As an OE supplier, TMD Friction has an established reputation for excellent braking performance and as modern vehicles become quieter, the company is continuously developing new technology to reduce brake noises.

An established but also complex possibility to prevent the transmission of brake noise from the brake pad to the brake system is the use of dampening shims on the backing plate. They prevent direct contact between brake pistons and backing plates. Thus vibration transfer will be effectively dampened.

Textar has extensively developed these dampening shims with the innovative textile-like texture, which dampens and decouples the brake pad effectively from other braking components. The texture is complemented with a unique adhesive to further enhance the dampening function, as it also dampens high frequent vibrations. These unique components are called Q+, meaning ‘quiet’, while the ‘+’ symbolises the improved dampening characteristics. Textar Q+ dampening shims can be easily identified through the textile surface structure as well as the imprinted Q+ Logo.

Scott Irwin, technical manager at TMD Friction, said: “Being at the forefront of technology is one of TMD Friction’s objectives and the Textar Q+ is the latest in a long line of innovations to help improve the driving experience for customers worldwide.”

Comprehensive tests, including a dynamometer test and on the road test, showed significant comfort improvements with Q+. The best results will be achieved when new Q+ brake pads are combined with Textar brake discs as these components complement each other.

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TYRE DEALERS URGED TO CAPITALISE ON ‘BUDGET’ TYRE PRICE INCREASE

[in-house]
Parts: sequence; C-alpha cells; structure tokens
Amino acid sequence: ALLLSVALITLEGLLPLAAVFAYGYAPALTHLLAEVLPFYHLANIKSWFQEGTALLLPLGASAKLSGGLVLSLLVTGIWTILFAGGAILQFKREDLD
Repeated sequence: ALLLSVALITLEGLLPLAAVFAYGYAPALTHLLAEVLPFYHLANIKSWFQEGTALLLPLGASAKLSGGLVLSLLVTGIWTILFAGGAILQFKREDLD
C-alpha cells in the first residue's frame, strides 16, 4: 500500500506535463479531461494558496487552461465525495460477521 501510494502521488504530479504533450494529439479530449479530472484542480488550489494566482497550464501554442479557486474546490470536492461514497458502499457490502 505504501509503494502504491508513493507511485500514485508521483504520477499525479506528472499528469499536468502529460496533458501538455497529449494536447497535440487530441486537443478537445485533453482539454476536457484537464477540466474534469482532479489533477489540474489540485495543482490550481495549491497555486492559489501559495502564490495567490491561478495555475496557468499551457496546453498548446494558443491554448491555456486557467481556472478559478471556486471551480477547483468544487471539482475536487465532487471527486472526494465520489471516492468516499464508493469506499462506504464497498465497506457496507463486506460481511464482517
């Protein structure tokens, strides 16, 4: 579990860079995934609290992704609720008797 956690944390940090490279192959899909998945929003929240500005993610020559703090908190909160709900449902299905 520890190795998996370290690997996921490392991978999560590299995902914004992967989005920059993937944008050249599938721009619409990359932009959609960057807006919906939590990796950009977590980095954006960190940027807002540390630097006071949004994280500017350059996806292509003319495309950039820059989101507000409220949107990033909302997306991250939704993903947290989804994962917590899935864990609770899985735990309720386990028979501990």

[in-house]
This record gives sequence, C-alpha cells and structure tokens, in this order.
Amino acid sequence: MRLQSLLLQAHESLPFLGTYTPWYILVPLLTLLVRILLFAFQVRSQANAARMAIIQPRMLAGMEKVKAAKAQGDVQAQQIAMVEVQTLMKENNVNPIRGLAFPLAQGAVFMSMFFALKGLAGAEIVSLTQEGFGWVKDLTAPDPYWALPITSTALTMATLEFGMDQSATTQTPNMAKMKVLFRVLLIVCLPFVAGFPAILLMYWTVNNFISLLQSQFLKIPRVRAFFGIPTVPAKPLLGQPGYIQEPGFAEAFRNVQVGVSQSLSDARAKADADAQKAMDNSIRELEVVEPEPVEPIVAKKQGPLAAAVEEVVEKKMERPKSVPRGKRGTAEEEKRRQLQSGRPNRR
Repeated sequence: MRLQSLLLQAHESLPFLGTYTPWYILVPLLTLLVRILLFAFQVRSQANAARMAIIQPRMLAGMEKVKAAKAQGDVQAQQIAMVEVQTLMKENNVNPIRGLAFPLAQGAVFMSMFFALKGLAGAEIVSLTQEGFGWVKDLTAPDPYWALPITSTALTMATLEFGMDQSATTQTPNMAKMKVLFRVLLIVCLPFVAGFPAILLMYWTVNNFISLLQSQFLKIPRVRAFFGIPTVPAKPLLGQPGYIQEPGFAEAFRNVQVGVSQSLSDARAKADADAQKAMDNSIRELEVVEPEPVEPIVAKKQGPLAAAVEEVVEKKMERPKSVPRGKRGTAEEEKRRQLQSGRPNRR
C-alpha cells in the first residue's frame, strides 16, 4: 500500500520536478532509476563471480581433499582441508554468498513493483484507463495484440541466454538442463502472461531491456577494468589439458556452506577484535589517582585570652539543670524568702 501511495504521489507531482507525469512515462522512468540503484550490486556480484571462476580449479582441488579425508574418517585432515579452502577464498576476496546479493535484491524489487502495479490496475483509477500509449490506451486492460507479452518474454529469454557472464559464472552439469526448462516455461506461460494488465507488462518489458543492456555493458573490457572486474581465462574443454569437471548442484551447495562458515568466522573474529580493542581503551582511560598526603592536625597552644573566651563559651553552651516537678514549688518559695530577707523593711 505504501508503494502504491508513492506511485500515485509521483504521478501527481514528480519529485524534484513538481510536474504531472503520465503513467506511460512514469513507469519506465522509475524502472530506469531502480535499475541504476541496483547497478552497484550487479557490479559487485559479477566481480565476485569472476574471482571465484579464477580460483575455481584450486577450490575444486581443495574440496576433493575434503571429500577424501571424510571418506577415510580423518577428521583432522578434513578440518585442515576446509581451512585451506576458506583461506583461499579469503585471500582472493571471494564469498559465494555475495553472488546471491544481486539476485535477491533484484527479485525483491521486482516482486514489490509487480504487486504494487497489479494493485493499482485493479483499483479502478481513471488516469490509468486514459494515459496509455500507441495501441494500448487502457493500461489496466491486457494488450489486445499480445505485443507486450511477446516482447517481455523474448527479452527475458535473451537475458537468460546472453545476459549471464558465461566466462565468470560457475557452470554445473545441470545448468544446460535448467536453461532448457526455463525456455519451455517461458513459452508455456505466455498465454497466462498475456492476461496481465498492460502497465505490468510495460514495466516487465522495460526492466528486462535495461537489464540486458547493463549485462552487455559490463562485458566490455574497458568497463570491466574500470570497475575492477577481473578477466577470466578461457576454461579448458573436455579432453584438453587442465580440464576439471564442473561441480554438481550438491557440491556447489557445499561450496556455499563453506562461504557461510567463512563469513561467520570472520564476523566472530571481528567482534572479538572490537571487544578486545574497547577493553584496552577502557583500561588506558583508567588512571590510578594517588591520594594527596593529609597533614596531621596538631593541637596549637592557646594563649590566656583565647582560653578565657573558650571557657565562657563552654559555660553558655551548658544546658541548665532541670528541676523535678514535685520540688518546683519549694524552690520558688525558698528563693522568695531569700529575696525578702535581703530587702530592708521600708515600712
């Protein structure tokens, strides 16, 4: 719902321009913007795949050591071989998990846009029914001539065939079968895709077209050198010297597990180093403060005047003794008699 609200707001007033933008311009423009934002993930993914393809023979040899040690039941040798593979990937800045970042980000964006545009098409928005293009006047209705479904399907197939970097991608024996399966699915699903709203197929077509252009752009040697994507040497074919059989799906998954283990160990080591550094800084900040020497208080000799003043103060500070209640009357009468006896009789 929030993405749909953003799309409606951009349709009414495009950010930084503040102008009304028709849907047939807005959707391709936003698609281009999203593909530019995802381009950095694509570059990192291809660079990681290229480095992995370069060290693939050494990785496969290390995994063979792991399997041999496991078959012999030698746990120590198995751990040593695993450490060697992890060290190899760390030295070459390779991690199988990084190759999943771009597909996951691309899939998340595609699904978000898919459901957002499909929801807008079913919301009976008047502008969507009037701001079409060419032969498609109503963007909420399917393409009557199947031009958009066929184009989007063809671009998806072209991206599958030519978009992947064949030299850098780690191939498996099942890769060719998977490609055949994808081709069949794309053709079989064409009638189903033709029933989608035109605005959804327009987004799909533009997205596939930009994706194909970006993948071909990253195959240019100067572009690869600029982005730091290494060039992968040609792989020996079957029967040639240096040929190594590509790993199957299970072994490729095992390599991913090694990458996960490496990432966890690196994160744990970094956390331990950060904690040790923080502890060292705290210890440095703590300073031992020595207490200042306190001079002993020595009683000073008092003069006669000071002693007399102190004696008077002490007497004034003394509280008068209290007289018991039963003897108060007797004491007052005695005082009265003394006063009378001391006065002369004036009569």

Micheldever Tyre Services (MTS) is urging tyre retailers to take advantage of unstable pricing at the budget end of the market and upsell mid-range tyres to offer consumers better value and maximise their margins.

The combination of rising raw material costs, Chinese pollution regulations and Brexit- fuelled exchange rate fluctuations have created a perfect storm for the budget sector. In recent months, budget tyre prices have been rising disproportionately compared with the mid-range and premium sectors, significantly reducing the cost price differential between typical budget and superior mid-range tyres in the same size.

Alan Baldwin, MTS Sales Director, comments: “With the difference between a budget and mid-range tyre now less than a fiver, it’s time for tyre retailers with a ‘that’s all my customers can afford’ attitude on price to change tack. With prices now so close, there really is a fantastic opportunity to offer a significantly better alternative for a negligible additional outlay. By doing so, garages are not only providing their customers with better quality tyres, but also improving their own profitability.”

Post-recession, the appeal of a Chinese budget tyre from a consumer point of view was clear; cheap raw materials, few regulations in Chinese factories and a favourable exchange rate meant budget tyres were often up to half the price of a mid- range alternative. With few consumers fully understanding the importance of their tyres,
the cheapest option is often the default choice, especially when that’s what the garage is recommending.

Baldwin continues: “Drivers are interested in their safety, longevity and quality but have become fixated by the cheapest option and too many retailers have become conditioned to appeasing this demand. With the price barrier all but removed, selling the benefit of a better quality tyres should now be a much easier conversation for retailers to have and customer retention is always going to be higher from giving the driver better value and a recognised brand.”

Confusingly, the increasing cost of a budget tyre has led some budget brands to position themselves as mid-range. Alan Baldwin suggests the simplest way to distinguish mid-range from budget is: “If it hasn’t got OE; it’s budget. Any tyre manufacturer that doesn’t produce OE tyres for major car marques is not mid-range.”

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DIAGNOSING AND FIXING FAULTS FIRST TIME AROUND

Dinos Christoforou takes us around his family-run garage business, ‘Spiros Motors’ in North West London.